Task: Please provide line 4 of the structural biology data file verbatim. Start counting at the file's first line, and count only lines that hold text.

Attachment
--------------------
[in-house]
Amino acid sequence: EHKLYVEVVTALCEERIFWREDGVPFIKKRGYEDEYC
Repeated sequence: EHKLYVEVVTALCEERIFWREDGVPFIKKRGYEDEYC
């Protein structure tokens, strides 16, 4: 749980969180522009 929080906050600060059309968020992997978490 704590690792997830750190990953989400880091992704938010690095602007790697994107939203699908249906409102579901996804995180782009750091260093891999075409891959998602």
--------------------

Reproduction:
């Protein structure tokens, strides 16, 4: 749980969180522009 929080906050600060059309968020992997978490 704590690792997830750190990953989400880091992704938010690095602007790697994107939203699908249906409102579901996804995180782009750091260093891999075409891959998602």